Stellenbosch Survey: General Introduction

The heritage survey for the central core of Stellenbosch, the middedorp, which was steered by Stellenbosch Heritage Foundation, represents the first phase of a planned heritage survey for the greater Stellenbosch, to conform to the guidelines for built environment surveys of Heritage Western Cape region, within the legal framework of the National Heritage Resources Act.

Stellenbosch is in a phase of development between town and city. It has been identified as a high potential growth area by the Western Cape government. The survey identifies heritage resources in the middedorp and describes their significance in advance of potential development, so that the management of any proposed development will be clear, lawful, reasonable and procedurally fair. Planning and design are necessary disciplines to negotiate sustainable development with regard for sense of place.

The survey was informed by the history and development of Stellenbosch as an early South African settlement. Generally, the survey is embedded in assumptions that planning, design and heritage have significance in communities.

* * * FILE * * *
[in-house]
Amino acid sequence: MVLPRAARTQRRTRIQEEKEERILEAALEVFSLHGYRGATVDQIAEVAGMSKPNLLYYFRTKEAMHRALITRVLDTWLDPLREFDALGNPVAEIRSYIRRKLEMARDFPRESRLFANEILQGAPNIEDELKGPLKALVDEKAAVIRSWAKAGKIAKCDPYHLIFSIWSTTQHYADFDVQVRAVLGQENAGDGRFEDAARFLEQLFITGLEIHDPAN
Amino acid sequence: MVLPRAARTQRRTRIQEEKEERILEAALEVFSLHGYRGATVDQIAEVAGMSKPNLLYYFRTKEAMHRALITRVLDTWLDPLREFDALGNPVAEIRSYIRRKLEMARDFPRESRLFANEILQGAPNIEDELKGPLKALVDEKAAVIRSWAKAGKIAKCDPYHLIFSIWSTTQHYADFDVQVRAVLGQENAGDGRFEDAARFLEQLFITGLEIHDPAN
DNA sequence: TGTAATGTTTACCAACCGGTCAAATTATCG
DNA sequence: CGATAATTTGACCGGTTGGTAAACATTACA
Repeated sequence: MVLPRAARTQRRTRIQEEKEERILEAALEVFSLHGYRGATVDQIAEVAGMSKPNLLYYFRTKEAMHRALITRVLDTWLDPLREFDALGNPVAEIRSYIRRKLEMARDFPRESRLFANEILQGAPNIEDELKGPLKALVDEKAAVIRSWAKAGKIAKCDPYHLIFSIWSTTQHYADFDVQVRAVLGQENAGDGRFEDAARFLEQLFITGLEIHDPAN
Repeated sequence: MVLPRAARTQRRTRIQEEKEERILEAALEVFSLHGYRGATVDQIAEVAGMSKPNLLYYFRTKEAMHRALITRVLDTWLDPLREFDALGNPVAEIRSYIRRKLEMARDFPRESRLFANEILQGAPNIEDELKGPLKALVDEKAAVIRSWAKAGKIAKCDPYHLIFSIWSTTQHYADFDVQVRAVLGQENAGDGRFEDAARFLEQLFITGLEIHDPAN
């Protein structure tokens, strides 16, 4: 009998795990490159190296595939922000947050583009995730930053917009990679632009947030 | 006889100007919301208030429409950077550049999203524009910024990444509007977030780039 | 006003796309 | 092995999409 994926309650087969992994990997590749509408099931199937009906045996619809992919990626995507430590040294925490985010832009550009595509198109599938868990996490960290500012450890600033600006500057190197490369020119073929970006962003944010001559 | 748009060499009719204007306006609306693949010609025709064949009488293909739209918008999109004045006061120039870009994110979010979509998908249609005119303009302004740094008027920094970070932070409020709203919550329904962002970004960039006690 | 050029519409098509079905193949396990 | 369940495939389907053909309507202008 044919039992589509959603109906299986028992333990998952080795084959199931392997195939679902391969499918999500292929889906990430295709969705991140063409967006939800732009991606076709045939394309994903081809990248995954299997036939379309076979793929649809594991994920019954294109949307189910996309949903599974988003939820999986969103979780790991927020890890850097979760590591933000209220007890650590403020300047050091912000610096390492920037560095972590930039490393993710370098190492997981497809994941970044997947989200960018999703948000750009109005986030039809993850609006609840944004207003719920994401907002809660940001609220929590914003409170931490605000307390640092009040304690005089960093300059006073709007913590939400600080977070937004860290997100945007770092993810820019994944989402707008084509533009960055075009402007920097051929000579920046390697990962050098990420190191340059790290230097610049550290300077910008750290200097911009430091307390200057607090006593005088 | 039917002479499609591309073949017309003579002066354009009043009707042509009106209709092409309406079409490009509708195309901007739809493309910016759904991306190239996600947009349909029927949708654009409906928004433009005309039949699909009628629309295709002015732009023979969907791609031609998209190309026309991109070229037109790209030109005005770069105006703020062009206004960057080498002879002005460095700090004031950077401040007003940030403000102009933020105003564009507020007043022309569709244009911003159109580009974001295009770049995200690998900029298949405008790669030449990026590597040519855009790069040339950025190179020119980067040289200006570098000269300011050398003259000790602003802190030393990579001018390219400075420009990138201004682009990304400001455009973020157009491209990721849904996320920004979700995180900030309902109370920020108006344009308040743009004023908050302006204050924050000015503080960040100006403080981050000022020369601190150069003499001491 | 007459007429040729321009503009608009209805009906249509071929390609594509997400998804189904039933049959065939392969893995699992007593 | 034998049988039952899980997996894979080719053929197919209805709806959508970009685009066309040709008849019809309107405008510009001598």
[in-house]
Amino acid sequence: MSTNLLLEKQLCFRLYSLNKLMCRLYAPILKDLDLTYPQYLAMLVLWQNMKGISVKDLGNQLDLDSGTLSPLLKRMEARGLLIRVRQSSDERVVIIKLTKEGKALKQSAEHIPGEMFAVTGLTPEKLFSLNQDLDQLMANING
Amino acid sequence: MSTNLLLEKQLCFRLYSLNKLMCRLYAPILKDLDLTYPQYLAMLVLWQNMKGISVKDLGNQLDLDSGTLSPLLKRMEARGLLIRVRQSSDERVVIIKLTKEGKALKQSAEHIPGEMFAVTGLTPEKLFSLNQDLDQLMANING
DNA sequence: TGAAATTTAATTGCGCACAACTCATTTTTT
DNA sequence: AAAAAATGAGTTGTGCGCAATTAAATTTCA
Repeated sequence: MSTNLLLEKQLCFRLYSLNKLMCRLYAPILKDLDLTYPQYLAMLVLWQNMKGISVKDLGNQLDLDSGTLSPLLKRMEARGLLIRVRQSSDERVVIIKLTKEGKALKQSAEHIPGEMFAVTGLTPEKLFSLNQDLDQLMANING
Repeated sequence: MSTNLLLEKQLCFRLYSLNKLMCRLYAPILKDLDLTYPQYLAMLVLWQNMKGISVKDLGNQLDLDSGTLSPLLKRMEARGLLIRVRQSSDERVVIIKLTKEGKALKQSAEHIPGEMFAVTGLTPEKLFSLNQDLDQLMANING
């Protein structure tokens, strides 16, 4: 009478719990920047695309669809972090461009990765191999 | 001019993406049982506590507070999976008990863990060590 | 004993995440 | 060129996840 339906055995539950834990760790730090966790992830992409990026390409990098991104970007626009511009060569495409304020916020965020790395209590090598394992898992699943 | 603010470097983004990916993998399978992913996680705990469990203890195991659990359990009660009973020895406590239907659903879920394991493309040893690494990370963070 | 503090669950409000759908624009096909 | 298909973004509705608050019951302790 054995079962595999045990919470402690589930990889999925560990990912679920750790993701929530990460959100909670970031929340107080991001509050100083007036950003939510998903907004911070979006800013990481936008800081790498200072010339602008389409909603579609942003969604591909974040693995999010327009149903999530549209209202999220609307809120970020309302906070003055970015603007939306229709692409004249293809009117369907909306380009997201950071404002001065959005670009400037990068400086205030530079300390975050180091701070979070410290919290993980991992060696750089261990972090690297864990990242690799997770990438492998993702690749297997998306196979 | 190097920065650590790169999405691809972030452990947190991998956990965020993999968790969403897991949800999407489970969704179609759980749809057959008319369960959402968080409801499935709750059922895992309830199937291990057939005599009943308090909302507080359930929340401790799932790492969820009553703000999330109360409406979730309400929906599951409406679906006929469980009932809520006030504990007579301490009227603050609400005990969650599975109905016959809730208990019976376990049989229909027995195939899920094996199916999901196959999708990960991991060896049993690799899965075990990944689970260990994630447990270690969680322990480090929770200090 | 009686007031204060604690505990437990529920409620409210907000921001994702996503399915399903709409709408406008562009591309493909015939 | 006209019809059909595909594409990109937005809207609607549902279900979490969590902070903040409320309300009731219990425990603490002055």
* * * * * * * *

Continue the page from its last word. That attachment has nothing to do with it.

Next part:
The heritage survey for the historical core of Stellenbosch reflects work done previously by various persons and organisations, most notably Penny Pistorius who documented a number of buildings in 1998. Her work was extensively used when Stuart Hermansen started the heritage survey in 2005 on the instigation of Bernabé de la Bat and with funding from Historical Homes of South Africa. Further work on and funding of the survey was undertaken under the auspices of the Stellenbosch Heritage Foundation in 2011. At the time Prof Matilda Burden, who did an earlier report in 2009, and Dr Hans Fransen were appointed to complete the survey, with administrative and other assistance by the Stellenbosch Heritage Foundation and The Office in Stellenbosch (Pty) Ltd.

The graders, Prof Matilda Burden and Dr Hans Fransen, are both cultural historians with 45 and 35 years’ experience in heritage work respectively; one member is the leading expert and author on historical architectural styles in South Africa; the other was the previous chairperson of the IGIC where several surveys have been considered over the past four years.